County standing pat on DCHS

IRON MOUNTAIN — The survival of Dickinson County’s hospital is the most important consideration as talks continue on a possible sale to LifePoint Health, a county commissioner said Monday.

“We need that facility where it’s at, running as it’s supposed to,” said Joe Stevens, a liaison to the Dickinson County Healthcare System Board. “We want it to be as good as it has been and even better in the future.”

Stevens’ comments came after Iron Mountain Mayor Dale Alessandrini suggested to the county board it “get rid of” the hospital board.

Stevens acknowledged the county has the right to remove individual board members for cause but said it would be unwise.

“Do you jeopardize the sale if you remove the trustees?” he said. “What’s that going to say to LifePoint?”

DCHS signed a non-binding letter of intent July 19 to explore a possible sale to Marquette-based UP Health, which is affiliated with Duke LifePoint, a joint venture of Duke University Health System Inc. and LifePoint Health, a private health care company. In a press release, officials said it would take 60 to 90 days or more to determine if negotiations should begin on a definitive agreement.

DCHS has been seeking greater financial stability after Bellin Health of Green Bay, Wis., withdrew in May from an acquisition agreement that was estimated at $61 million, all of which would have gone to pay the hospital’s long-term debt and unfunded pension liabilities.

According to minutes from a June 15 executive session of the county board, LifePoint in preliminary acquisition talks requested a tax abatement for 12 years, or up to $17 million. That detail was not disclosed until this month, when Alessandrini obtained the minutes through the Freedom of Information Act.

Bellin, a non-profit organization, was expected to pay no property taxes had it followed through on its acquisition plan.

Meanwhile, DCHS on Thursday released information on CEO-Administrator John Schon’s salary and benefits, showing he was paid a base salary ranging from $270,700 to $301,269 in each of the past five years. In addition to numerous perks and benefits, incentive compensation of $56,843 was paid in 2015 and $60,254 in 2016.

Alessandrini, the Democratic candidate for the county board in District 3 in November, said Schon pays nothing toward his health care coverage, including any costs at DCHS not covered by his insurance.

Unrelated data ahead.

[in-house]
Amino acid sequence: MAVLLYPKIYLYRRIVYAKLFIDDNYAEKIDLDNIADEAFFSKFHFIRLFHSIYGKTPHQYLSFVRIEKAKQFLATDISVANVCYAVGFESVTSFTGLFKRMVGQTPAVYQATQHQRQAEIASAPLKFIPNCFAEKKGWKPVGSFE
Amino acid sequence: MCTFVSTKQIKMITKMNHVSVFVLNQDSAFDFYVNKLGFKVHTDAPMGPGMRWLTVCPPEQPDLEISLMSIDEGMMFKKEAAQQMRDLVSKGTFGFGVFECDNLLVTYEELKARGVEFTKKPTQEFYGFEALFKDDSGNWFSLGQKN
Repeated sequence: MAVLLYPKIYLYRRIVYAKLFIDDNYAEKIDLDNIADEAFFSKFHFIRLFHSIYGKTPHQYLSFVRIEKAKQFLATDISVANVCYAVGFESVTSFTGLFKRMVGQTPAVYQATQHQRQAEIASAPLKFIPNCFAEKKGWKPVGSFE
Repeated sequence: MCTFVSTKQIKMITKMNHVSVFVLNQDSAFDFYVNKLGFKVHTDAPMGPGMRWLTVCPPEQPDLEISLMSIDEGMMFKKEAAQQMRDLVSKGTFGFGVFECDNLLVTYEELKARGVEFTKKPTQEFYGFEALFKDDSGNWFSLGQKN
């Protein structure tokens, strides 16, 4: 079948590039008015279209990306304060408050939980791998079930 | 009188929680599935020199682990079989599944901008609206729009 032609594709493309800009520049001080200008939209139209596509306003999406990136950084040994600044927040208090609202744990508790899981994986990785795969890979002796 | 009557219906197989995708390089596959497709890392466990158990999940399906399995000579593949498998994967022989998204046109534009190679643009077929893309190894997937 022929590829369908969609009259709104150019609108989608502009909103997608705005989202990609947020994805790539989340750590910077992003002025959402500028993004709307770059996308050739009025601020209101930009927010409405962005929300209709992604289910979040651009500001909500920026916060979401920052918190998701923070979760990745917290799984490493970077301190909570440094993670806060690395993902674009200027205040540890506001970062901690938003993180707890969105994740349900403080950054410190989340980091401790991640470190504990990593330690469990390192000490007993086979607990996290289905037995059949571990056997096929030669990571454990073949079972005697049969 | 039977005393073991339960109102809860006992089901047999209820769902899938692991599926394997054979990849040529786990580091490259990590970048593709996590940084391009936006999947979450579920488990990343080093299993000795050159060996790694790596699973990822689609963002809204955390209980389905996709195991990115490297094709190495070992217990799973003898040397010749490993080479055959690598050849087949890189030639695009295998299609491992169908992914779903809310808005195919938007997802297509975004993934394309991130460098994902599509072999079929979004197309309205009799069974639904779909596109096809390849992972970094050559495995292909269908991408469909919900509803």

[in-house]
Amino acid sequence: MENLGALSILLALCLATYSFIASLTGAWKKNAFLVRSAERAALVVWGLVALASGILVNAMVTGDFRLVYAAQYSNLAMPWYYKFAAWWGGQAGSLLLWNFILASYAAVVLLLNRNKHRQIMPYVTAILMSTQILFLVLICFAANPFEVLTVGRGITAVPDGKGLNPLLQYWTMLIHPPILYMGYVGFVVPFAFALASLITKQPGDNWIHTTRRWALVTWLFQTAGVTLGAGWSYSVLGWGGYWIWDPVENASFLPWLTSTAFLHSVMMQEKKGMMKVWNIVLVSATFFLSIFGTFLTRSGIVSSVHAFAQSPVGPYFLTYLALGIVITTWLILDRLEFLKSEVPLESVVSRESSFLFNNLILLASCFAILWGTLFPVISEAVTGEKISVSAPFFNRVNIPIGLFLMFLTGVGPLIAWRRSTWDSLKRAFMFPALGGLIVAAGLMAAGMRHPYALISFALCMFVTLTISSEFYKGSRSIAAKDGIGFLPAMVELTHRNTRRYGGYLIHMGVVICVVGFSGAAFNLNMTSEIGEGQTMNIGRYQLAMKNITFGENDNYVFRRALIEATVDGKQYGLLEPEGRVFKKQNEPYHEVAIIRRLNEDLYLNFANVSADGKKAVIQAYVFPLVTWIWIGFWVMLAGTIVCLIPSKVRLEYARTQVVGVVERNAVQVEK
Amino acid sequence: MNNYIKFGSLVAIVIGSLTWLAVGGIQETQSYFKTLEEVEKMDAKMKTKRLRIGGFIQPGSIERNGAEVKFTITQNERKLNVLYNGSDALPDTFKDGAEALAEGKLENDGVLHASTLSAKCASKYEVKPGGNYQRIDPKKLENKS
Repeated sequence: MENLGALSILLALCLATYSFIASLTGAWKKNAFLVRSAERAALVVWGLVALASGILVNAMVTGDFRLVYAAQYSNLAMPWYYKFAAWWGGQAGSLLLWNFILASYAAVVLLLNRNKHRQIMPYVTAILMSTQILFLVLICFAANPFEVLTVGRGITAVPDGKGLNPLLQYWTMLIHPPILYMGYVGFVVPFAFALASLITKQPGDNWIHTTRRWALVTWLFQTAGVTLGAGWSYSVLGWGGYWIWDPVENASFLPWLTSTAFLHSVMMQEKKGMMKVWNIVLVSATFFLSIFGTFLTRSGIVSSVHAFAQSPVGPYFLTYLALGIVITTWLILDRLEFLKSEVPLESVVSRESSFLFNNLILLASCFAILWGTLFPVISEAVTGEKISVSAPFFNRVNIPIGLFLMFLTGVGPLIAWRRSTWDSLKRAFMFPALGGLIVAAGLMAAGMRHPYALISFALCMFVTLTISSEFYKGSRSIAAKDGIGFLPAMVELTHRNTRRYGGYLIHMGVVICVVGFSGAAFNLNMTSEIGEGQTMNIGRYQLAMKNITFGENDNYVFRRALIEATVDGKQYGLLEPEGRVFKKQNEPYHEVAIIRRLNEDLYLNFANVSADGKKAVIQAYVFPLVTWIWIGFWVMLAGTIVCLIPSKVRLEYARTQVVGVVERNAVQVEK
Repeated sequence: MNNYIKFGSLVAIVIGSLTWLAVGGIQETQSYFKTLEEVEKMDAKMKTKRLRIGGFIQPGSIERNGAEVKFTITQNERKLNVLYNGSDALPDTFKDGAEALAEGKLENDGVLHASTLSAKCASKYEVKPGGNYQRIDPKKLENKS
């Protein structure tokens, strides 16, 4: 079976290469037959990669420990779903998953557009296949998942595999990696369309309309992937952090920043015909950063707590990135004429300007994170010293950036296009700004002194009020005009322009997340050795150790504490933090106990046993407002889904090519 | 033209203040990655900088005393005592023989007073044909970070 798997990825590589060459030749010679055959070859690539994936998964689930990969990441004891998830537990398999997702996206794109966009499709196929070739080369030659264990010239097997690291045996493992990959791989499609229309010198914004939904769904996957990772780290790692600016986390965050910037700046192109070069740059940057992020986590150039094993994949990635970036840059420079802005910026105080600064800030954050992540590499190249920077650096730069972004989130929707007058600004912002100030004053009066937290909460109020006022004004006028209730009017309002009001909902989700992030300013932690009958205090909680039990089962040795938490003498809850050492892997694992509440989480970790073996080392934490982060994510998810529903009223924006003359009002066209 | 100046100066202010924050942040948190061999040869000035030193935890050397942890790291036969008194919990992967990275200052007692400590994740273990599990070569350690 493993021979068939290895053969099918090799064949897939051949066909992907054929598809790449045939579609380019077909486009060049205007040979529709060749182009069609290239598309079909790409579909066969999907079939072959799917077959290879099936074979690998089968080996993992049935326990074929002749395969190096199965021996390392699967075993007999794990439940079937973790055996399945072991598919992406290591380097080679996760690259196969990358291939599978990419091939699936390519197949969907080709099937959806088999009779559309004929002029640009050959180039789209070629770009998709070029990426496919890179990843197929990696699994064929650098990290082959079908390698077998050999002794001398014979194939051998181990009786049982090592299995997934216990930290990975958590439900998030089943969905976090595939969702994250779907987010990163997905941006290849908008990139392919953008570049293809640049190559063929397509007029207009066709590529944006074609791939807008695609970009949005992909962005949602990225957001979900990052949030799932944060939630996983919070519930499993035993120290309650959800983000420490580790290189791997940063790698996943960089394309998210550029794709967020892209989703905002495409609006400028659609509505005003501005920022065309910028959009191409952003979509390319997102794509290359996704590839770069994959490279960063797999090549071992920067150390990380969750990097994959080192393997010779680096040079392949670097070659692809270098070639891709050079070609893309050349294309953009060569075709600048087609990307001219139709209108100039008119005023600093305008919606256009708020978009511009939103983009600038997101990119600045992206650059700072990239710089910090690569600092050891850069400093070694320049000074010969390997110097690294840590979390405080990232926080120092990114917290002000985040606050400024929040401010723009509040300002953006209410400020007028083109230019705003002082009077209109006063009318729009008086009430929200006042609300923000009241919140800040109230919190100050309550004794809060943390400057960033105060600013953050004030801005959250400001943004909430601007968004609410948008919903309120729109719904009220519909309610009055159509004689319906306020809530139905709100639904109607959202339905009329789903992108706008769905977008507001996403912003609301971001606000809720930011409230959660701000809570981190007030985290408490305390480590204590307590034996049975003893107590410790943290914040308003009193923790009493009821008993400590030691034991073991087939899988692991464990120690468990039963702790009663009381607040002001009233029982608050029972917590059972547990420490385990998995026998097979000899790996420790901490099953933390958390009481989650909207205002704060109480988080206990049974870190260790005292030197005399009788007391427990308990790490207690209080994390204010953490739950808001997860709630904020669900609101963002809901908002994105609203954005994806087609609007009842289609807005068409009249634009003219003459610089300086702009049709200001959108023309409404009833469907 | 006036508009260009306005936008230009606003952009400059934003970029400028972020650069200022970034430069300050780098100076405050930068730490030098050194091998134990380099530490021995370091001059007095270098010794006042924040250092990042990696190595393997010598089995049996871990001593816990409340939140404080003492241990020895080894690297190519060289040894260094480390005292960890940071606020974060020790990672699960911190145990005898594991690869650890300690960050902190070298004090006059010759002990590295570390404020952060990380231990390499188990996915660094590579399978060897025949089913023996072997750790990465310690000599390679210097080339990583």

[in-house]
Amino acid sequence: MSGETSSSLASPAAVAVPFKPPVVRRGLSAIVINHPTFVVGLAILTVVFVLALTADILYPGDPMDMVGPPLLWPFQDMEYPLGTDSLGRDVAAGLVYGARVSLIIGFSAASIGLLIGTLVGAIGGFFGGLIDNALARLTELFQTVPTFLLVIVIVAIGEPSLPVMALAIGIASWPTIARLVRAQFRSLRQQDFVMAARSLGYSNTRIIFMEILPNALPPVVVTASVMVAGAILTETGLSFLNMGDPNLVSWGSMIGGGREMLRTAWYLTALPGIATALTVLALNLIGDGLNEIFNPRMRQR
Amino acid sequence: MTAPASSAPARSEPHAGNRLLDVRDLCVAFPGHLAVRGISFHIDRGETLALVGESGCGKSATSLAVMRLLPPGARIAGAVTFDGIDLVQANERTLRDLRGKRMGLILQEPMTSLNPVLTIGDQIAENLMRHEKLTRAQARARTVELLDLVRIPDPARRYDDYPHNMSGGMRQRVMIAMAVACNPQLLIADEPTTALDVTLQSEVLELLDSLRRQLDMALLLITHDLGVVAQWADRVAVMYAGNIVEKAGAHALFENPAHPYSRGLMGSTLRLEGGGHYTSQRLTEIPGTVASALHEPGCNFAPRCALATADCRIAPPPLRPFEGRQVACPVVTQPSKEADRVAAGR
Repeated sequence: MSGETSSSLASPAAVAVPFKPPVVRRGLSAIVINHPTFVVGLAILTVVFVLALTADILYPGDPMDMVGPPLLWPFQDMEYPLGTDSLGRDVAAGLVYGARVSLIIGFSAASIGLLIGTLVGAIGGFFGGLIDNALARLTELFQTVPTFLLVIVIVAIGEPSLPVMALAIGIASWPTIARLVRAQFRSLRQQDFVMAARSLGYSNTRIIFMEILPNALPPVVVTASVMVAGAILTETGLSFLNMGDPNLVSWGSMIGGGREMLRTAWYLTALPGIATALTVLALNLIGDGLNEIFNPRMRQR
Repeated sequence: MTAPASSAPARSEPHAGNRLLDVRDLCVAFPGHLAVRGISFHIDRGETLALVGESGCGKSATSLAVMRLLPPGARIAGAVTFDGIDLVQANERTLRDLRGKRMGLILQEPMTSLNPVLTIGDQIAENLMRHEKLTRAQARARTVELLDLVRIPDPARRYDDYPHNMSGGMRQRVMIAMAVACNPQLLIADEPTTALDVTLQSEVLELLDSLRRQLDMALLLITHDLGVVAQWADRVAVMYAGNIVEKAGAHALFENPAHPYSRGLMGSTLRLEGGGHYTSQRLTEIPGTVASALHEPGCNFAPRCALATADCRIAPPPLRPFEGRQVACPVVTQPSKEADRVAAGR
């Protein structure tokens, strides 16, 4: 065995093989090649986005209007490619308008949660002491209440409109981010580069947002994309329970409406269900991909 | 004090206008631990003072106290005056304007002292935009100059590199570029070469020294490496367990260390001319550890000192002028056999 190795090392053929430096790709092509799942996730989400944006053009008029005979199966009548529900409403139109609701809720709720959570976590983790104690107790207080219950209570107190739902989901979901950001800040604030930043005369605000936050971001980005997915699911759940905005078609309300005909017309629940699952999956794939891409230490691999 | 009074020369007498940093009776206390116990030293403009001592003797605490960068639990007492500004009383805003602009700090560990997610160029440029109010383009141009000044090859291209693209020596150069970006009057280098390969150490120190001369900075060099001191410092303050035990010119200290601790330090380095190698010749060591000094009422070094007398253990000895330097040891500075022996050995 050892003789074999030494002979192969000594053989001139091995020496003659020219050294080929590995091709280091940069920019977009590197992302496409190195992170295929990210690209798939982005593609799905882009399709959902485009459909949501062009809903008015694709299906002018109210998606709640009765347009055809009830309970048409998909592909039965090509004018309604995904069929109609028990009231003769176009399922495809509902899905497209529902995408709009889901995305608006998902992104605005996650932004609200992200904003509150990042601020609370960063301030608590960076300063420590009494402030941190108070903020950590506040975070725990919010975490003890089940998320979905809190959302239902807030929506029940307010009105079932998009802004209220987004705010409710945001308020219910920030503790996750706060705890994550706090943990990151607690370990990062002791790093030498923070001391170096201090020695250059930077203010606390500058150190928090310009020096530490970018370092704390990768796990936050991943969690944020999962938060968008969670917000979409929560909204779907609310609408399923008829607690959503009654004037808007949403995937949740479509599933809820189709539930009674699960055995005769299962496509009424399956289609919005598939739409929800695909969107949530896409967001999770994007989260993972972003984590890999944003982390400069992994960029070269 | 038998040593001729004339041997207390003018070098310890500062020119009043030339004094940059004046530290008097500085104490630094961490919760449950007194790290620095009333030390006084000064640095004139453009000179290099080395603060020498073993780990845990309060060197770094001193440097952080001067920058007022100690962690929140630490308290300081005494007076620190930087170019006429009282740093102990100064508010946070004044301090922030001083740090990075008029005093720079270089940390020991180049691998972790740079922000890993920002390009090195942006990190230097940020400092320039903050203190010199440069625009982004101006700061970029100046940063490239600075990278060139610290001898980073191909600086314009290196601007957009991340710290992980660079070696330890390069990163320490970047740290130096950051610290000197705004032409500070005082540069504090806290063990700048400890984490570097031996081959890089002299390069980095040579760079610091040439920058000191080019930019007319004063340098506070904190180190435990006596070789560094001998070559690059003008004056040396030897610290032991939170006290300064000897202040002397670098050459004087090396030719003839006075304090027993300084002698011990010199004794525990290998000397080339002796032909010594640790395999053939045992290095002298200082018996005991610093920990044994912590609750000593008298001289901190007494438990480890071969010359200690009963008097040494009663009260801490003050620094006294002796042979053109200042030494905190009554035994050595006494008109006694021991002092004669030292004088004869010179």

“Their employees took cuts while he was getting bonuses,” he said.

Commissioner Barbara Kramer, the incumbent Republican in District 3, said when DCHS trustees Steve Zurcher and Dan Wentarmini tried to place new terms on Schon’s contract in June, they got no support from the nine-member board.

“No one else wanted to sign it,” she said.

Kramer said Iron Mountain will be the main beneficiary once LifePoint begins to pay taxes, and the city would have to approve any abatement. She suggested Alessandrini work to “complete the deal instead of attacking for personal gain.”

Commissioner John Degenaer Jr. said the county needs to play a greater role in the hospital’s future. “We have to salvage this hospital,” he said. Trustees, he said, are standing by Schon as “the master of the ship, but the ship is sinking.”

Stevens countered the county needs to be careful not to jeopardize a sale to LifePoint and invite bankruptcy.

“We’re this close,” he said. “If we screw this up, woe to us.”

Kramer, too, said she believed bankruptcy would cause much harm.

Commissioner Ann Martin clarified the county board has no authority to remove the hospital’s CEO, while Chairman Henry Wender said he wants DCHS to continue its current level of services.

Quinnesec resident Mike Bronzyk also spoke, saying he agrees with Alessandrini and is afraid LifePoint is after “every nickel” it can take from taxpayers while “the workers who make it happen” get less.

Zurcher and Wentarmini have since stepped down from the hospital board. A document with the changes they sought in Schon’s contract was distributed to the county board Monday by Alessandrini, along with further information on the current contract.

In a press release this month, DCHS said there was no official reason for the resignations of Zurcher and Wentarmini.

In other action, the county board:

— Heard Controller Brian Bousley report Ford Airport had a record month in July, with 2,148 boardings and 2,120 deplanements on SkyWest Airlines flights.

— Learned that four candidates have been interviewed to fill a veterans service officer vacancy in the Dickinson County Office of Veterans Affairs. A choice should be made soon, Stevens said.

— Received a report that Bill Adrian, chief financial officer, is interim CEO at Northpointe Behavioral Health. The process is underway to make a permanent hiring, Martin said.

— Agreed to prepare a resolution saluting Lake Shore Systems Inc. of Kingsford, which has been designing and manufacturing equipment for the maritime and mining industries for 160 years.

— Heard Wender praise recent improvements, including installation of a Quonset hut, at the Dickinson County Fairgrounds in Norway.

— Heard Degenaer thank voters for their support of millage renewals in the Aug. 7 election.